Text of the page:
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DISCONTOOLS: Identifying gaps in controlling bovine spongiform encephalopathy

Simmons, M., Ru, G., Casalone, C., Iulini, B., Cassar, C., Seuberlich, T.
Transboundary and emerging diseases 2018 v.65 Suppl S1 pp. 9-21
bovine spongiform encephalopathy, cattle, emerging diseases, epidemiology, expert opinion, feeds, immunochemistry, literature, monitoring, pathogenesis, risk, signs and symptoms (animals and humans), uncertainty, zoonoses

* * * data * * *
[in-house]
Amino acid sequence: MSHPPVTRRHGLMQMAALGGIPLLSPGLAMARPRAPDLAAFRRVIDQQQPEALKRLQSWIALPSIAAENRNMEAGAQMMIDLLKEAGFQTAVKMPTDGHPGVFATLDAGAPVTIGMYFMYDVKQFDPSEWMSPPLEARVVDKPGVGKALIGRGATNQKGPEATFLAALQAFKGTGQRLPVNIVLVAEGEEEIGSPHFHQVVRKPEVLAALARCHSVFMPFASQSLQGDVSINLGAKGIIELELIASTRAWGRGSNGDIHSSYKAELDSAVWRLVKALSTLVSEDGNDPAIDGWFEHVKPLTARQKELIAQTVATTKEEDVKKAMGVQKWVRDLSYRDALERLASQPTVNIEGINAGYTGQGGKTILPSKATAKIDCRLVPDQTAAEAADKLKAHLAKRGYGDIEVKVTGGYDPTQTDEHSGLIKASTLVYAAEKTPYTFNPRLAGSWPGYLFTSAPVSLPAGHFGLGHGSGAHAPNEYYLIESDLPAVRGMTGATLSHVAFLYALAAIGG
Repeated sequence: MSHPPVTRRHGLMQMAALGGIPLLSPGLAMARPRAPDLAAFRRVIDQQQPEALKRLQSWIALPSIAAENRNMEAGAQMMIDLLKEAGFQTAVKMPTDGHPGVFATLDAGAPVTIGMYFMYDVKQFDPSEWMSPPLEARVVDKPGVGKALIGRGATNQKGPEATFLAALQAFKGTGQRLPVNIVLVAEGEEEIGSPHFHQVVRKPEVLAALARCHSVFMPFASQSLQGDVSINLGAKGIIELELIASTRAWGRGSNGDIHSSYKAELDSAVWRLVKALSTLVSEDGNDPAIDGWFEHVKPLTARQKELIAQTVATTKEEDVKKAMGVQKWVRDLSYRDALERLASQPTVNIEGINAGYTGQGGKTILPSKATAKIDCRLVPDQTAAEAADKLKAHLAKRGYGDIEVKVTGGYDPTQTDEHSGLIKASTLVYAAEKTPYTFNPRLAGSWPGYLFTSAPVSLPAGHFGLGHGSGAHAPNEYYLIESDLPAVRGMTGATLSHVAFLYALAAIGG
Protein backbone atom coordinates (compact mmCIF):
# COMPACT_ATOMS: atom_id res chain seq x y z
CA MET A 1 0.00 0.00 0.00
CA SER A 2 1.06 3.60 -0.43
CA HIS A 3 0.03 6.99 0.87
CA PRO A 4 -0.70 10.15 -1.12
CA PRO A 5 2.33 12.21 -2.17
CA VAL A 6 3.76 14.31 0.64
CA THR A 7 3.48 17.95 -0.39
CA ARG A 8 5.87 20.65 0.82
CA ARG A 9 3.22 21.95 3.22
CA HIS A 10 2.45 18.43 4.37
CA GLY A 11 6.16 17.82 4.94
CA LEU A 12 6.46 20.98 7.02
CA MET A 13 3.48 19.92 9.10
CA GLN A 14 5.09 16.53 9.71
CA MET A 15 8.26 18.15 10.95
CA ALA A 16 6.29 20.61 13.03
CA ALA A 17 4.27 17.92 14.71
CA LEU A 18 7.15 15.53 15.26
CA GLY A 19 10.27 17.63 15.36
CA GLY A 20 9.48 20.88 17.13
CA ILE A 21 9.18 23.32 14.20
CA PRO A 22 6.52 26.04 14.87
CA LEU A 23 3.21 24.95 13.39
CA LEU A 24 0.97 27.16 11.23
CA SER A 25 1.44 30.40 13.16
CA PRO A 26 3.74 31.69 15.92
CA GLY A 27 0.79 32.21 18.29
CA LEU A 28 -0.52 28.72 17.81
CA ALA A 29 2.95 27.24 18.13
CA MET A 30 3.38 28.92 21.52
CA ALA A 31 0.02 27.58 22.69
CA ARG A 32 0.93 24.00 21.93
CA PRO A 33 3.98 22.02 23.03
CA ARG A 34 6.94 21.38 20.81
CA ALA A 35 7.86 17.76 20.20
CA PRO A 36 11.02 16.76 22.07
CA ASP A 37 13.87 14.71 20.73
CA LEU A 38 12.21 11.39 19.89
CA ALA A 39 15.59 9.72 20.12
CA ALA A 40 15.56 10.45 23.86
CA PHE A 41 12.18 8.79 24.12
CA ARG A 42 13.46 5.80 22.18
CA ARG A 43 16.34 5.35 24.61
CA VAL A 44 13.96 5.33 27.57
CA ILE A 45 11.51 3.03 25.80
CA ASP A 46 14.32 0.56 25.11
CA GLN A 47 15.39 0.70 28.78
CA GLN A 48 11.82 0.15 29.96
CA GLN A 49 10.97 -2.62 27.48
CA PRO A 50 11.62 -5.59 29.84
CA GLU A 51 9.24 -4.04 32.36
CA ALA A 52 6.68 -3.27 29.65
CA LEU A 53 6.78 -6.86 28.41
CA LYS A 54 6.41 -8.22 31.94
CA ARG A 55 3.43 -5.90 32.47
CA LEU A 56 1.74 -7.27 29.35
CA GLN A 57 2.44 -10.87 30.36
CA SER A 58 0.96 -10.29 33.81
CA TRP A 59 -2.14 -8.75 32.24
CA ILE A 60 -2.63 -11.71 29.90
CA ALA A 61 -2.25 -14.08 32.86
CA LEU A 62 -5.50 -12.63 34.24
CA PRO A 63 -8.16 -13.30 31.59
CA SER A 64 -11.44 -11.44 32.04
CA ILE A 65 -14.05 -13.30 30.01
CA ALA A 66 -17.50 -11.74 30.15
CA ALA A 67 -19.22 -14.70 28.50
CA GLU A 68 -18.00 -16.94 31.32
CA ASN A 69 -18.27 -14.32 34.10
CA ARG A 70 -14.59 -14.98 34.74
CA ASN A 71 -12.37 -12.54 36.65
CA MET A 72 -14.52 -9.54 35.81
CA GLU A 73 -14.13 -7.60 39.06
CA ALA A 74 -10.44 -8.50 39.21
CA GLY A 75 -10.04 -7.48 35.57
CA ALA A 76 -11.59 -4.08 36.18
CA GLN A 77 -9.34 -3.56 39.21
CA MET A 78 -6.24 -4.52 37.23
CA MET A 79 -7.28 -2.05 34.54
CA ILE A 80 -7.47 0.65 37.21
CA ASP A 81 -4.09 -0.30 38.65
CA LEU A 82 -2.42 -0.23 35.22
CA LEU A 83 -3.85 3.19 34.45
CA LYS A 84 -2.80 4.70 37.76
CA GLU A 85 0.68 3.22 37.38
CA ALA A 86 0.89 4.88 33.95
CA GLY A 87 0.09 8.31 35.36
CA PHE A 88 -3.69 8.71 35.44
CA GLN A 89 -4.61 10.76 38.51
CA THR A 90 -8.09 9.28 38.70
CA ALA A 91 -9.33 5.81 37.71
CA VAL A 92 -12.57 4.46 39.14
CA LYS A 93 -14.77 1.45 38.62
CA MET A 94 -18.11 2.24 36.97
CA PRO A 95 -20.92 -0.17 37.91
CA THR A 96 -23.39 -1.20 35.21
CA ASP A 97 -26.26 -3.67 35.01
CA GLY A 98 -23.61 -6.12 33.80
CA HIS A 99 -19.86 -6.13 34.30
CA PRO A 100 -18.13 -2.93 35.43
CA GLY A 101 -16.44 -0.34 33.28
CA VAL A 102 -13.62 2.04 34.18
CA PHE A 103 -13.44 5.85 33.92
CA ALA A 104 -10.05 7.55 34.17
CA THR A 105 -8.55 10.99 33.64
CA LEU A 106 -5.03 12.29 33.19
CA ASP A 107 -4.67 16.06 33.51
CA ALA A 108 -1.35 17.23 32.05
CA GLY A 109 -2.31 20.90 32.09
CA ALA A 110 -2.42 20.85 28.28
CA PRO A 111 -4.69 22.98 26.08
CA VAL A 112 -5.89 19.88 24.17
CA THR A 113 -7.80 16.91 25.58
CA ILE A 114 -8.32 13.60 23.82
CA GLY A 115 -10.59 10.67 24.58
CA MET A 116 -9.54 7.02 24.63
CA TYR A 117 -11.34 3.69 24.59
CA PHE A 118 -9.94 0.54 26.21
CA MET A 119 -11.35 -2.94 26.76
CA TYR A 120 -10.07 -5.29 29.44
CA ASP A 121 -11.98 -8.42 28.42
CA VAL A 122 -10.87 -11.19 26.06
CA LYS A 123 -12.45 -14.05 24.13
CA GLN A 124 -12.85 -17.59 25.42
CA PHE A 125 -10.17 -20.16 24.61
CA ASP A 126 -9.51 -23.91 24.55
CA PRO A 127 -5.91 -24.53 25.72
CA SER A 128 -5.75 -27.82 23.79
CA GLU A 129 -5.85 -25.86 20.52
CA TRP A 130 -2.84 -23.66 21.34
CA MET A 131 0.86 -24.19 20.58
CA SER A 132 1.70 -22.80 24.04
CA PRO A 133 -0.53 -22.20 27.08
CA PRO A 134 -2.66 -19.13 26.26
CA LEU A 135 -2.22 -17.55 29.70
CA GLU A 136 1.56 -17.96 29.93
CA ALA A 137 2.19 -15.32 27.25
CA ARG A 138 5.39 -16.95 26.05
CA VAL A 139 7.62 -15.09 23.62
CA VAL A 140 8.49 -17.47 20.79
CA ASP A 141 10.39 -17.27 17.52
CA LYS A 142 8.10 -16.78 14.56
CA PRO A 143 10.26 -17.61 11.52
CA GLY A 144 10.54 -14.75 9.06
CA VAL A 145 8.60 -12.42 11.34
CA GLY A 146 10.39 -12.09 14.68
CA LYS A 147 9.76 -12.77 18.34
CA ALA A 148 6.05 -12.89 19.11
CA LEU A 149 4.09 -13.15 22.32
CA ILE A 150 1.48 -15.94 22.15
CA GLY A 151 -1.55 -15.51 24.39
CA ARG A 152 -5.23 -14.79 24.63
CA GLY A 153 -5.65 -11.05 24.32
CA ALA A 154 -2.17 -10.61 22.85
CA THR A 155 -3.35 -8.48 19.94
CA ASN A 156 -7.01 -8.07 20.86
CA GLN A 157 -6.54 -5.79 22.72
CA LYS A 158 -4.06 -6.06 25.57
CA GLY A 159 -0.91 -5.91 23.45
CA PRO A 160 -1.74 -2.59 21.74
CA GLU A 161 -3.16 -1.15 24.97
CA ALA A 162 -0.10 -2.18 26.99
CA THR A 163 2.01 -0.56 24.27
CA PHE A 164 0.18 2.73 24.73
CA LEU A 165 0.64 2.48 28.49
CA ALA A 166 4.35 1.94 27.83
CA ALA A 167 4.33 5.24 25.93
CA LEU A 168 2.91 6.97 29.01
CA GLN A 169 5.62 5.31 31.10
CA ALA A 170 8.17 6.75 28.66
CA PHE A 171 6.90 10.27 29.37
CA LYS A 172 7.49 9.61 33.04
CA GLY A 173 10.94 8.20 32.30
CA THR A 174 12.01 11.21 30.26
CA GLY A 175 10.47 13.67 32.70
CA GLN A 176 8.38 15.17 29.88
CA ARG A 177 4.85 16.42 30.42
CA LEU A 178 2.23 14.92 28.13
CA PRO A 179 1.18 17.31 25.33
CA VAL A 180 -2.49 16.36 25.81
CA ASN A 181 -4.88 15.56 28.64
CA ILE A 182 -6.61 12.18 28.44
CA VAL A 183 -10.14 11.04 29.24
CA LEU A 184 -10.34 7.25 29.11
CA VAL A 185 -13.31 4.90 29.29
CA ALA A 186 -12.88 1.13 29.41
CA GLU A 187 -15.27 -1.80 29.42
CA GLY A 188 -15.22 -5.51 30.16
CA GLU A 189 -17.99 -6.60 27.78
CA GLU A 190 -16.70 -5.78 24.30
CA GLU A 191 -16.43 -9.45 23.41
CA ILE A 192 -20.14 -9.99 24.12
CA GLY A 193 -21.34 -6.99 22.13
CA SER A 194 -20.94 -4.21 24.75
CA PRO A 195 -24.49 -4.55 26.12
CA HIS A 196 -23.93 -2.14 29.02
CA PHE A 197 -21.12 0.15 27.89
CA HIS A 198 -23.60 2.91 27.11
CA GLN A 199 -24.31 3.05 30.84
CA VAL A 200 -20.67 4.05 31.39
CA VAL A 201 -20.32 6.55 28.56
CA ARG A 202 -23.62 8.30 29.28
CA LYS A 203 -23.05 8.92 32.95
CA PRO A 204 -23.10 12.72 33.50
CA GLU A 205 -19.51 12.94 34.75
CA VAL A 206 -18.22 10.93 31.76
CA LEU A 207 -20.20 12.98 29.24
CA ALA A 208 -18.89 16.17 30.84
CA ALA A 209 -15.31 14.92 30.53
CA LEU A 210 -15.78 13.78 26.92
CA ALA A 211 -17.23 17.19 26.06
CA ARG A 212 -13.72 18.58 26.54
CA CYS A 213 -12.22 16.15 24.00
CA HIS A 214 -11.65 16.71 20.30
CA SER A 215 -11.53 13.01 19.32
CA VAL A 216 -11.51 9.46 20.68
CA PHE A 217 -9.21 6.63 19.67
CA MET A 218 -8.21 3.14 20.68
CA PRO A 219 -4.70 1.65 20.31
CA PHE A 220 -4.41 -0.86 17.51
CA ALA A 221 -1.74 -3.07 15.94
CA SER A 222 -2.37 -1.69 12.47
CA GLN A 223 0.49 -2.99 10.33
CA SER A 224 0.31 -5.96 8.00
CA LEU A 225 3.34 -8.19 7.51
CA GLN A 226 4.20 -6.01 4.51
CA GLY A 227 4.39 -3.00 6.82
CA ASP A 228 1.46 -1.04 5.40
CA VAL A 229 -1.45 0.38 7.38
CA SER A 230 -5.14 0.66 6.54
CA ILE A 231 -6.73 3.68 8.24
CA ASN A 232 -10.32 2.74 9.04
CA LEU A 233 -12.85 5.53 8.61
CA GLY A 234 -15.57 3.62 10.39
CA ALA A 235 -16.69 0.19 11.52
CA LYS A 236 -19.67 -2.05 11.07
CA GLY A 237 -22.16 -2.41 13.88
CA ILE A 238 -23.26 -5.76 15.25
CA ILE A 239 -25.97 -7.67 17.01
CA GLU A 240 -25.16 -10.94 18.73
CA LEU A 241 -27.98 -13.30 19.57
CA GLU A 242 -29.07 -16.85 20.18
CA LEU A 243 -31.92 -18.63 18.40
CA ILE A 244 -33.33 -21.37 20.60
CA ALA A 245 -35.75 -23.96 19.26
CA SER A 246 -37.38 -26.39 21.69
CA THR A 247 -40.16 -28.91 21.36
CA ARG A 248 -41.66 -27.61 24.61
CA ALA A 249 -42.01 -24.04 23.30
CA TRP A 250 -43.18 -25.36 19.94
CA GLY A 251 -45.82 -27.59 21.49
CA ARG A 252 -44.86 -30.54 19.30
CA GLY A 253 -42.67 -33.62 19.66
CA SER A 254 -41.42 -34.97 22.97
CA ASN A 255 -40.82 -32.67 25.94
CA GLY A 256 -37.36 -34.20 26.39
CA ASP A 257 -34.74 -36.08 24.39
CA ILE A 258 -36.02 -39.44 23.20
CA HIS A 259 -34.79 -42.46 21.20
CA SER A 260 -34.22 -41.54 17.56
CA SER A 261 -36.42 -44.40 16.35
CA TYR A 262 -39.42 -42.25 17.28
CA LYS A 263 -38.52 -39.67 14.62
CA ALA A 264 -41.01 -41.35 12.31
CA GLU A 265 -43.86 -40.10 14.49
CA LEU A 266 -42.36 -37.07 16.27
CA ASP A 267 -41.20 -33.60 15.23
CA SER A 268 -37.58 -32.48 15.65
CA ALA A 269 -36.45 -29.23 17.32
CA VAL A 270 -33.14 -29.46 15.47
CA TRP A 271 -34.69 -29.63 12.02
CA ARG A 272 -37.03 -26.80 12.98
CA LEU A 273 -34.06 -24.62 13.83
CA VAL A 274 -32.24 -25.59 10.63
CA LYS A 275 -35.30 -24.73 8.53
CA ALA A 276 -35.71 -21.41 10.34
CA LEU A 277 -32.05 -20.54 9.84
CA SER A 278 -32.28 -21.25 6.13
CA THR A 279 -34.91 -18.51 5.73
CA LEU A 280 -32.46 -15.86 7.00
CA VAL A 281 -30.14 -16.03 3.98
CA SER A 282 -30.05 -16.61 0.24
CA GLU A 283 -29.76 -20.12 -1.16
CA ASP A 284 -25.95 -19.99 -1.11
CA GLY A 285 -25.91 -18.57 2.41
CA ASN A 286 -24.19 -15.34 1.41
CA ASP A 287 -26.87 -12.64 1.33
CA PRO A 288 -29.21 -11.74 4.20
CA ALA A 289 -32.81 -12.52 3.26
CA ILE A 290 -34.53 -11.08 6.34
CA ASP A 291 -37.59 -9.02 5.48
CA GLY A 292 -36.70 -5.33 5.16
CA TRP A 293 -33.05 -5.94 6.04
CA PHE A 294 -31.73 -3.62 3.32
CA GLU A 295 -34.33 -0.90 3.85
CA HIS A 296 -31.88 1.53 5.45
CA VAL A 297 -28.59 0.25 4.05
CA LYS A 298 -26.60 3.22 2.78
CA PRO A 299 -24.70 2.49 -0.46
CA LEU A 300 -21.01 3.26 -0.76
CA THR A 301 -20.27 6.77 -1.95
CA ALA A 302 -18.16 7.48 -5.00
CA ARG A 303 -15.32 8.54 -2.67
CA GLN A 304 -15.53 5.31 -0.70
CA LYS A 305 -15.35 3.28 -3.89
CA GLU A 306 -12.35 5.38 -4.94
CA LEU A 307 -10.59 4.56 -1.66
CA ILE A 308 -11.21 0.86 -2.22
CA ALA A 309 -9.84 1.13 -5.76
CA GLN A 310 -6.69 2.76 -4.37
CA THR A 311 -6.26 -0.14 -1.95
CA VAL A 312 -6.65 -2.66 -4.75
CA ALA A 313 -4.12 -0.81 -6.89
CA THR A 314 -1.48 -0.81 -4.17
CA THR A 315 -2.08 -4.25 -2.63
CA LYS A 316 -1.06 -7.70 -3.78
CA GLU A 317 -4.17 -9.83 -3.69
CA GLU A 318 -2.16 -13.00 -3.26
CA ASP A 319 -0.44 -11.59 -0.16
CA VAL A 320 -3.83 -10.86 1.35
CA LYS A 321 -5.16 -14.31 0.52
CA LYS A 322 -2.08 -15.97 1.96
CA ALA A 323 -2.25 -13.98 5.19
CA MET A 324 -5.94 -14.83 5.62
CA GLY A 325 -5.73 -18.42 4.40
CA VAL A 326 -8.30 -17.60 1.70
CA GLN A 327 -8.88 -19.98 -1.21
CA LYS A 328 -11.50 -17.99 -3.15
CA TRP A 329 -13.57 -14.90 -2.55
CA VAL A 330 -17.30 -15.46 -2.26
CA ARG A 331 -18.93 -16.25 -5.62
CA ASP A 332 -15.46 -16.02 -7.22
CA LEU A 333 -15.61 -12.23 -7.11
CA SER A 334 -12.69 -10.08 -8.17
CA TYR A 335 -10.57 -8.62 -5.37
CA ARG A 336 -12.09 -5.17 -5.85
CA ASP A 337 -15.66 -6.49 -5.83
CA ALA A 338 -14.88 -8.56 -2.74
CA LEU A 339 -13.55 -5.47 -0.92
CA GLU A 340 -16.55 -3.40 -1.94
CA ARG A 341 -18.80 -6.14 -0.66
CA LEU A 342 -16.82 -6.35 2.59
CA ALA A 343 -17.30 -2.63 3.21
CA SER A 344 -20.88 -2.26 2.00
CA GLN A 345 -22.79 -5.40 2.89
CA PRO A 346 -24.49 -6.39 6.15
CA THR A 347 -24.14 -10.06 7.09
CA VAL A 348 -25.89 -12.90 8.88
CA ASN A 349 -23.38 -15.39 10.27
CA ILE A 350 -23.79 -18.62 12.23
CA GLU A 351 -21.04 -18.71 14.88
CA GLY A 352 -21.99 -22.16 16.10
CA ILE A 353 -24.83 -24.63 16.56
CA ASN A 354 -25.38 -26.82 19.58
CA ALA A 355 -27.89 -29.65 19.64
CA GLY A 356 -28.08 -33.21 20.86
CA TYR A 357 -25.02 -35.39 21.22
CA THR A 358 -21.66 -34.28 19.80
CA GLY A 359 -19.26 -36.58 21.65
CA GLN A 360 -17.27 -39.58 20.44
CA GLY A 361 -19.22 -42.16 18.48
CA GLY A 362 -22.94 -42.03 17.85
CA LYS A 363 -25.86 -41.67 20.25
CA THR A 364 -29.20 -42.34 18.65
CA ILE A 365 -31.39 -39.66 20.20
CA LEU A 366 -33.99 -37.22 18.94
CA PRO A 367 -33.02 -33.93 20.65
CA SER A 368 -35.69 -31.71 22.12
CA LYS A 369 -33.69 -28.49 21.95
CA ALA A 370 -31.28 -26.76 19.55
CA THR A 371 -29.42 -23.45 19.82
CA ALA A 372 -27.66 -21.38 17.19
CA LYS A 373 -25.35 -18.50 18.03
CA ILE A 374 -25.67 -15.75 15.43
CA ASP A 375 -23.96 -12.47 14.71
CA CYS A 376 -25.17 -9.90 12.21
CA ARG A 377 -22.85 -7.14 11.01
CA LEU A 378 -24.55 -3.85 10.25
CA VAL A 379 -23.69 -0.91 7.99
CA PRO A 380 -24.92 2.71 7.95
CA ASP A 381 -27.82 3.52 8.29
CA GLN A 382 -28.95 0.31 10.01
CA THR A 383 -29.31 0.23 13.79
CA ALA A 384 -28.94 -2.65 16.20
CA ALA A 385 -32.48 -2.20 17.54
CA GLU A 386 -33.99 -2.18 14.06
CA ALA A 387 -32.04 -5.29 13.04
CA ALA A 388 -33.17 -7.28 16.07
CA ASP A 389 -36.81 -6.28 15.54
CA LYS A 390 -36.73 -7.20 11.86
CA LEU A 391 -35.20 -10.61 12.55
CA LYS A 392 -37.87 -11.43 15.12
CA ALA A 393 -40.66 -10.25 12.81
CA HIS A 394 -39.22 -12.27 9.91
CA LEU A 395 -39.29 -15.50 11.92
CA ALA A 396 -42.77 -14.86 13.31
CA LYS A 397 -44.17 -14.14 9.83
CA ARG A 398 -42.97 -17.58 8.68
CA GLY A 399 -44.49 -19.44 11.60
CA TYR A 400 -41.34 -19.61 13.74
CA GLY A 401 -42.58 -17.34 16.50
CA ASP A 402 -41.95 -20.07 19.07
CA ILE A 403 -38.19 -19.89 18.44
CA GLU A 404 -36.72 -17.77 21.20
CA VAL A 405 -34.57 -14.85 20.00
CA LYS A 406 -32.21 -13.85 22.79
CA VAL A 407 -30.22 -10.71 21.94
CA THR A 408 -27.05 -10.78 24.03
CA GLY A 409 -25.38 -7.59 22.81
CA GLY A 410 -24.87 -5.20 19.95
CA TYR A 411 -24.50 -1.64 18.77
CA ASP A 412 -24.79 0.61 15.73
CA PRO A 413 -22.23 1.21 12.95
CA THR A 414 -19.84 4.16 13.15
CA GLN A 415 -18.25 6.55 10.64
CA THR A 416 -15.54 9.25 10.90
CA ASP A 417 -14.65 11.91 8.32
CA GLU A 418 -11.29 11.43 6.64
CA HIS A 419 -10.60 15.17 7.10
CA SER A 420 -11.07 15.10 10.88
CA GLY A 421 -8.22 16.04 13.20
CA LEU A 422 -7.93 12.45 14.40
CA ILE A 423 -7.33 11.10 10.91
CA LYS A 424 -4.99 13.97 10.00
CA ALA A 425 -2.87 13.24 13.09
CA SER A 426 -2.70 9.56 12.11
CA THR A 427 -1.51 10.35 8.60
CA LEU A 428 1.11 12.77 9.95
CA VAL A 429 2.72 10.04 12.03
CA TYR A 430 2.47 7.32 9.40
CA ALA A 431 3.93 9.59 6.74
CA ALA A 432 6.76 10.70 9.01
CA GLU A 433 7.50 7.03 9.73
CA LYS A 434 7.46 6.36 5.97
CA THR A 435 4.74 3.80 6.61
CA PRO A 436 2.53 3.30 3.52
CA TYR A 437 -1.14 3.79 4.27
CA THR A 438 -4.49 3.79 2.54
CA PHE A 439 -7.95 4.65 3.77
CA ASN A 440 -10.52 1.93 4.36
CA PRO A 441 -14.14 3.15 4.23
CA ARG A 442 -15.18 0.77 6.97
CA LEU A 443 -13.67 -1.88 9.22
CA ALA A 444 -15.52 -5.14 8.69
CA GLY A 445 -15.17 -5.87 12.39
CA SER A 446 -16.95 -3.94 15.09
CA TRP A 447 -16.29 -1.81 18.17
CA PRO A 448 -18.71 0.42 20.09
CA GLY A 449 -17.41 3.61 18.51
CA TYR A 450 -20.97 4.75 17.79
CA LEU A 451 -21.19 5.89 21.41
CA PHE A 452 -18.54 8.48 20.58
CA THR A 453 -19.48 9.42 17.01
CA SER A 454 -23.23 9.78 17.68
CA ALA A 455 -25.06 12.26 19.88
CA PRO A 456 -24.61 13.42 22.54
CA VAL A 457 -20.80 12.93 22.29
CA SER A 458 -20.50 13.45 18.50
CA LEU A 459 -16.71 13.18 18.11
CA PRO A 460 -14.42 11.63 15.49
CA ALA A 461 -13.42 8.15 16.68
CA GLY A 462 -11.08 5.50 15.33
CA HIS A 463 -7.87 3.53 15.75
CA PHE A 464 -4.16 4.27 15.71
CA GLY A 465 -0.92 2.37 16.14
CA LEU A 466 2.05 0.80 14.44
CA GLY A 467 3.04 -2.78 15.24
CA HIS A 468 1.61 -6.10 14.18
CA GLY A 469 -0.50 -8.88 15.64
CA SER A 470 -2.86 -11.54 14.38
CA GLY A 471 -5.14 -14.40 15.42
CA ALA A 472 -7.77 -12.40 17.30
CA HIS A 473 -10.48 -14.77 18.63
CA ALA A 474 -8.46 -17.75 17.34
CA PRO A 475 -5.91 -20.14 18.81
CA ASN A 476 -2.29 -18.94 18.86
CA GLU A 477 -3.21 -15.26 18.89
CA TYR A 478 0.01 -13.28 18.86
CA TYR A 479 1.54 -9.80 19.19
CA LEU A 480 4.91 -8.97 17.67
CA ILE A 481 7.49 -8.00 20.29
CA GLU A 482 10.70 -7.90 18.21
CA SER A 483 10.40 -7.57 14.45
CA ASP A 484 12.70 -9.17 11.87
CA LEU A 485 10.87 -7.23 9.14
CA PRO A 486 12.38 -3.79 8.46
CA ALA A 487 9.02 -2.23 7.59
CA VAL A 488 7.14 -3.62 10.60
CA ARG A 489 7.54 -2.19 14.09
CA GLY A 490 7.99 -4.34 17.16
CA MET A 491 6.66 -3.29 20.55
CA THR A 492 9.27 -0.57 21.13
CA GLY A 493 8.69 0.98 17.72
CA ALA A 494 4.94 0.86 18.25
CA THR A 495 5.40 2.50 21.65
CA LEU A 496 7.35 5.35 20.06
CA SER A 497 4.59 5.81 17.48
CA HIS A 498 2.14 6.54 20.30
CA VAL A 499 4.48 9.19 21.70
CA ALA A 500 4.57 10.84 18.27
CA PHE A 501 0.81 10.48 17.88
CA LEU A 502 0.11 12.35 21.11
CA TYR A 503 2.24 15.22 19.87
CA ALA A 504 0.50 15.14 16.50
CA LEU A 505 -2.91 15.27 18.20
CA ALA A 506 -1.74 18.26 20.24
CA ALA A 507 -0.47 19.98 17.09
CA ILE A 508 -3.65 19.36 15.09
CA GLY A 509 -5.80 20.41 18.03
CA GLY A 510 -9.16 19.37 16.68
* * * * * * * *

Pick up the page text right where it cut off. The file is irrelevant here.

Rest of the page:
This article summarizes the 2016 update of the DISCONTOOLS project gap analysis on bovine spongiform encephalopathy (BSE), which was based on a combination of literature review and expert knowledge. Uncertainty still exists in relation to the pathogenesis, immunology and epidemiology of BSE, but provided that infected material is prohibited from entering the animal feed chain, cases should continue to decline. BSE does not appear to spread between cattle, but if new strains with this ability appear then control would be considerably more difficult. Atypical types of BSE (L‐BSE and H‐BSE) have been identified, which have different molecular patterns and pathology, and do not display the same clinical signs as classical BSE. Laboratory transmission experiments indicate that the L‐BSE agent has zoonotic potential. There is no satisfactory conclusion regarding the origin of the BSE epidemic. C‐BSE case numbers declined rapidly following strict controls banning ruminant protein in animal feed, but occasional cases still occur. It is unclear whether these more recent cases indicate inadequate implementation of the bans, or the possibility that C‐BSE might occur spontaneously, as has been postulated for H‐ and L‐BSE. All of this will have implications once existing bans and levels of surveillance are both relaxed. Immunochemical tests can only be applied post‐mortem. There is no immunological basis for diagnosis in the live animal. All aspects of disease control are expensive, particularly surveillance, specified risk material removal and feed controls. There is pressure to relax feed controls, and concurrent pressure from other sources to reduce surveillance. While the cost benefit argument can be applied successfully to either of these approaches, it would be necessary to maintain the ban on intraspecies recycling and some baseline surveillance. However, the potential risk is not limited to intraspecies recycling; recycling with cross‐species transmission may be an ideal way to select or/and modify properties of transmissible spongiform encephalopathies agents in the future.